Emerging Leadership, was published in November 2005. He has a bachelor’s degree
in religion and economics from Denison
and a Ph.D. in sociology of religion from Fordham University.
William D. Dinges
William D. Dinges, associate
professor of theology and religious studies at The Catholic University of
America, also is a fellow of the CUA Life Cycle Institute. He holds a Ph.D.
from the University of Kansas and has published articles in Sociological Analysis, U.S. Catholic Historian, Religion and American Culture, America,
Commonweal and in other journals. He was a contributor to the American Academy of Arts and Sciences'
Fundamentalist Project. Dinges is also co-author of Young Adult Catholics: Religion in the Culture of Choice (University of Notre Dame Press, 2001). He is currently
working on a book on the experience of the Mass among American Catholics.
E.J. Dionne Jr.
E.J. Dionne Jr. is a syndicated
columnist with The Washington Post,
a senior fellow at the Brookings Institution and a professor at Georgetown University. He is the author of Why
Americans Hate Politics — winner of the Los Angeles Times book prize and a
National Book Award nominee — They Only Look Dead: Why Progressives Will
Dominate the Next Political Era, and Stand Up Fight Back: Republican
Toughs, Democratic Wimps and the Politics of Revenge. He is the editor or
co-editor of many other books, including the Pew Forum Dialogues on Religion & Public Life. Dionne graduated
from Harvard University
and received his doctorate from Oxford.
He lives in Bethesda, Md., with his wife and their three children.
Rev. Robert Duggan
Rev. Robert Duggan is a priest
of the Archdiocese of Washington. He has a doctorate in Theology from The
Catholic University of America and a Licentiate from the Gregorian
University in Rome. Currently a associate fellow with the CUA
Life Cycle Institute, he served as Pastor of St. Rose of Lima Parish in Gaithersburg, Md.,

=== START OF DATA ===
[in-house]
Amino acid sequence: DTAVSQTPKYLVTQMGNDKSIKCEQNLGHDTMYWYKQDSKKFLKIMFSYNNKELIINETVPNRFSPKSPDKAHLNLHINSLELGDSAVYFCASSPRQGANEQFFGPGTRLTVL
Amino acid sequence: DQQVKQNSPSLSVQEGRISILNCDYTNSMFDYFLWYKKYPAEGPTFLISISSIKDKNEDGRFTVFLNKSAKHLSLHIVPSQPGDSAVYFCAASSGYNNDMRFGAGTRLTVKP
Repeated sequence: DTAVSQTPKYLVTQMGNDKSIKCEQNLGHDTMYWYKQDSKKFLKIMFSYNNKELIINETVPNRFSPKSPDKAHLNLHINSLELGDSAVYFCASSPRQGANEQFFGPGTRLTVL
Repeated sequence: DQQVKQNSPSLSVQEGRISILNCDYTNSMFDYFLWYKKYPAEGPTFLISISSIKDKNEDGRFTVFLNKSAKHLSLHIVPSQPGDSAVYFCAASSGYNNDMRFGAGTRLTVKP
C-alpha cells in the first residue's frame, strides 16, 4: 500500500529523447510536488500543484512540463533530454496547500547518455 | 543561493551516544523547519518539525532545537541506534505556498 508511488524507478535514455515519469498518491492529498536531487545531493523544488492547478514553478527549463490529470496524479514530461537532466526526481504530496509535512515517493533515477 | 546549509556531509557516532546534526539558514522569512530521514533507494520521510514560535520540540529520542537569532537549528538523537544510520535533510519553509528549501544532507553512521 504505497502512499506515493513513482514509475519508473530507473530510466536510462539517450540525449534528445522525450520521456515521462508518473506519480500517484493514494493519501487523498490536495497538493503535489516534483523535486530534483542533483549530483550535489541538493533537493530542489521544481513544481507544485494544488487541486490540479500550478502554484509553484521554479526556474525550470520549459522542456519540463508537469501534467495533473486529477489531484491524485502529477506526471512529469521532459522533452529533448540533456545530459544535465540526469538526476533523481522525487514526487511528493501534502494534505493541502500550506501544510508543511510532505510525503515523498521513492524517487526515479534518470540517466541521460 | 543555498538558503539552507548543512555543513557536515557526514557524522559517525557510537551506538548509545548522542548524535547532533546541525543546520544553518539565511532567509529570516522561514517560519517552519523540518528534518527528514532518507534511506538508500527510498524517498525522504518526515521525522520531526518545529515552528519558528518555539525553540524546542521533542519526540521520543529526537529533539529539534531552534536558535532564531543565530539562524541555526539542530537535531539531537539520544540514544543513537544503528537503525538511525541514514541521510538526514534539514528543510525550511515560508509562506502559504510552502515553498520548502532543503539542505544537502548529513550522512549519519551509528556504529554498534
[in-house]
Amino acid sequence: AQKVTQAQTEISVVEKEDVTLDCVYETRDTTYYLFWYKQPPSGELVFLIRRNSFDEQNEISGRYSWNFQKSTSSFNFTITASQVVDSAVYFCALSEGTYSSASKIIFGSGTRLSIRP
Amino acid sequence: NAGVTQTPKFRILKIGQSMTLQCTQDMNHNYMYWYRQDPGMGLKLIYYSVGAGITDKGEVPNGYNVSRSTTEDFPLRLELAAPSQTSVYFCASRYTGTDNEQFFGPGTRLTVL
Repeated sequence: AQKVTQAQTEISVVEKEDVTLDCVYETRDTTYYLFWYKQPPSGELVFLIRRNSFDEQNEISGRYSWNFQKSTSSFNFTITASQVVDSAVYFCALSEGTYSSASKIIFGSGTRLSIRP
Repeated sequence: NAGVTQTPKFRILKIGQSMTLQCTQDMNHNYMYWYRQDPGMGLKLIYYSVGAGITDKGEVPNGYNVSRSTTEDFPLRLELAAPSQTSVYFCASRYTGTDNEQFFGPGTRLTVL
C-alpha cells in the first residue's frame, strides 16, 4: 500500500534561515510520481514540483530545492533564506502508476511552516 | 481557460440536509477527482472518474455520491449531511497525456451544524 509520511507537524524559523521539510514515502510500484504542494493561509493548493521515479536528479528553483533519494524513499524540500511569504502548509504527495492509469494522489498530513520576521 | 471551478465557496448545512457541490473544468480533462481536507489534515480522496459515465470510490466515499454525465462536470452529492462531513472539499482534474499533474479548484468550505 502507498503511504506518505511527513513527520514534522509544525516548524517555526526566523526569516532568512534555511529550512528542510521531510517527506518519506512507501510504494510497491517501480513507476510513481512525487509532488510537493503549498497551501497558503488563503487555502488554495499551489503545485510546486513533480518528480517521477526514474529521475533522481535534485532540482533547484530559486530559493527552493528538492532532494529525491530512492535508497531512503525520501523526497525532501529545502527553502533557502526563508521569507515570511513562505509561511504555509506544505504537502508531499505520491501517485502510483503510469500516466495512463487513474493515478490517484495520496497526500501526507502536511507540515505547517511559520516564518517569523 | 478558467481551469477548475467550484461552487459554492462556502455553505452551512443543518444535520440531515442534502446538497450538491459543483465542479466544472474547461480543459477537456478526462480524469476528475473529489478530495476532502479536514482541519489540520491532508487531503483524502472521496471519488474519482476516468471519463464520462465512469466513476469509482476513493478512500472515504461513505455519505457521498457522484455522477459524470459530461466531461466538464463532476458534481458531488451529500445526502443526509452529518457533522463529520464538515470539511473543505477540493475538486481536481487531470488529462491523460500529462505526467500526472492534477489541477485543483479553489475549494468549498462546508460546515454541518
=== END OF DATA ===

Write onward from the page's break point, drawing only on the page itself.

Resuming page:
for 20 years. Father Duggan has spoken and published widely in the area of
sacramental and liturgical renewal and has been active for many years in the
implementation of the Rite of Christian Initiation of Adults.
Mary Pat Fox
Mary Pat Fox, president of
Voice of the Faithful, is a member of St. Ignatius of Loyola parish in New York City, N.Y. She is a graduate of St. Michael’s College in
She has always been an active parish member serving as a lector, parish council
member, CCD teacher and chairperson of a parish capital campaign. Fox works full-time in the field of human resources
and has also had a successful career in sales, sales management, finance. Her work with VOTF is focused on encouraging
the laity to take on greater responsibility in the governance and guidance of
Mary Gautier (Ph.D., Louisiana State
University) is a senior research
associate at the Center for Applied Research in the Apostolate (CARA) at Georgetown University. Before coming to CARA,
Gautier taught sociology at Louisiana State University
and Texas Christian University.
At CARA, Gautier specializes in Catholic demographic trends, manages databases,
and conducts demographic mapping. She edits The CARA Report, a quarterly
research newsletter, and other CARA publications. She is co-author of two books
on Catholicism published by Orbis Books. She is currently working on a book
about American Catholic laity with William D’Antonio, Dean Hoge and James
John C. Green
John C. Green is senior fellow
in religion and American politics at the Pew Forum on Religion & Public
Life. He is also a distinguished professor of political science at the University of Akron, and past director of the Ray C.
Bliss Institute of Applied Politics.
Co-author of The
Diminishing Divide: Religions Changing Role in American Politics (2000), The
Bully Pulpit: The Politics of Protestant Clergy (1997), and Religion and
the Culture Wars (1996), he has also published several edited collections
on religion and politics, as well as more than 60 scholarly articles and some 35
essays in the popular press.
Green is a frequent analyst
for the national media, including The New York Times, Washington Post, Newsweek, Time, NPR,
CNN, ABC and CBS.
Congresswoman Melissa Hart
Congresswoman Melissa Hart